For the month of June, we are focusing on the respiratory tract.
Your respiratory tract starts with your nasal passages, includes your sinuses, mouth, pharynx (throat), larynx (voice box), trachea, and bronchioles.
It is one of the barrier tissues in your body, and as such, is a place where mast cells are found in abundance.
The respiratory tract is where the interaction between our bodies and the air we breathe occurs. We breathe in air, but also potential irritants; this is why it is important for the lining of this tract to be armed with immune cells. If you breathe in an infectious bacteria or virus, your body needs to be able to respond so that it can fight a cold, bronchitis, pneumonia or other respiratory infection.
When your immune system is sensitized, as is the case with Mast Cell Activation Syndrome, mast cells will be primed to respond to a substance you breathe in that it shouldn’t normally see as a threat. Your mast cells might respond to certain smells, volatile organic compounds or other substances that you breathe in.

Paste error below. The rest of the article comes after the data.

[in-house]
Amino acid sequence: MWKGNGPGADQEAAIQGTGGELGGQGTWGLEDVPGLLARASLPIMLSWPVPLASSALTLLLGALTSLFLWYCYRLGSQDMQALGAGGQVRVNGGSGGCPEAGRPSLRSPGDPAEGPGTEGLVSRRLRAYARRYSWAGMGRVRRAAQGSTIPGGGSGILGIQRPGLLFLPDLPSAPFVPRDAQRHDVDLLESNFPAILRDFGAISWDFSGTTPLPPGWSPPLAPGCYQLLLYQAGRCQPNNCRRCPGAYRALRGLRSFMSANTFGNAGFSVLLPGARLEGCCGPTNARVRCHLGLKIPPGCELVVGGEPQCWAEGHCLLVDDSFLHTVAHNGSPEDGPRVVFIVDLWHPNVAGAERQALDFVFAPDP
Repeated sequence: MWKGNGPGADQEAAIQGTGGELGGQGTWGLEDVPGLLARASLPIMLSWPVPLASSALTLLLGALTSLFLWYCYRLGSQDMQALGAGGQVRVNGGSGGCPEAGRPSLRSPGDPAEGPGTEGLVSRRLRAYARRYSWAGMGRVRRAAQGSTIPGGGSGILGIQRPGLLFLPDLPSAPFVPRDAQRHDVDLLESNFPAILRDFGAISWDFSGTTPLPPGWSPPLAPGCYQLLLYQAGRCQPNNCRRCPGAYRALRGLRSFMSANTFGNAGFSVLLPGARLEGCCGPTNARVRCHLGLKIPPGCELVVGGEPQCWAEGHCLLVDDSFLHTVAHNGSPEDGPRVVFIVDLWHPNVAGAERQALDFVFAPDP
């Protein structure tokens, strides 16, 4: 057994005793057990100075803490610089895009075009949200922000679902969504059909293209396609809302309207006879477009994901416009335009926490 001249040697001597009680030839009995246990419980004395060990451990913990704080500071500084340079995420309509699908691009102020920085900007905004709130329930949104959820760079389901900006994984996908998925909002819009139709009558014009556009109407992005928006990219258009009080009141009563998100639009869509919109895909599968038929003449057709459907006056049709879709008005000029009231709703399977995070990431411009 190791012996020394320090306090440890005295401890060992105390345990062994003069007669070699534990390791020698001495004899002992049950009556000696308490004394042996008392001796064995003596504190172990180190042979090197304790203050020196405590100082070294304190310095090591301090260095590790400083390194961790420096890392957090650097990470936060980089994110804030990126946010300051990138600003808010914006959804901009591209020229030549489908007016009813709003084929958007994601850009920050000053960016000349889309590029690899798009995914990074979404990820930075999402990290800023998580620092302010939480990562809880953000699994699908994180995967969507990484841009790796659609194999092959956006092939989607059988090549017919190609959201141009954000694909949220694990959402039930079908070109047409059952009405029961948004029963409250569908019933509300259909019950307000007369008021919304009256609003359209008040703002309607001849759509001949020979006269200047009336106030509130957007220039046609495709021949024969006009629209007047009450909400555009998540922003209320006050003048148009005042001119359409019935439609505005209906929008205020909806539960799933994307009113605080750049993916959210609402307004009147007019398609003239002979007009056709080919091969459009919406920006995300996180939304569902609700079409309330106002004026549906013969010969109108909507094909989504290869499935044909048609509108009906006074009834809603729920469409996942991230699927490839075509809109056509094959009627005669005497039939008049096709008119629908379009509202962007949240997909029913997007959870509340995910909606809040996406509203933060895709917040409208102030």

This heightened immune response in your respiratory tract can be incredibly frustrating. It can show up as symptoms of nasal or sinus congestion, or a drippy nose like this poor fella.
It can also look like an itchy nose, coughing, in some people chronic throat clearing or sore throat. It can also show up as shortness of breath, asthma, or other lung conditions.
This month we’ll be shedding some light on how Histamine Intolerance and Mast Cell Activation can contribute to respiratory symptoms. Make sure to check in every Tuesday morning, as we'll focus in on sinus issues, itchy or drippy nose, polyps, of course asthma, and COPD (Chronic Obstructive Pulmonary Disease).
See, Histamine Haven is all about giving you tools to help address these symptoms, so that you can breathe a sigh of relief. We look forward to helping shed light on what might be contributing to your symptoms.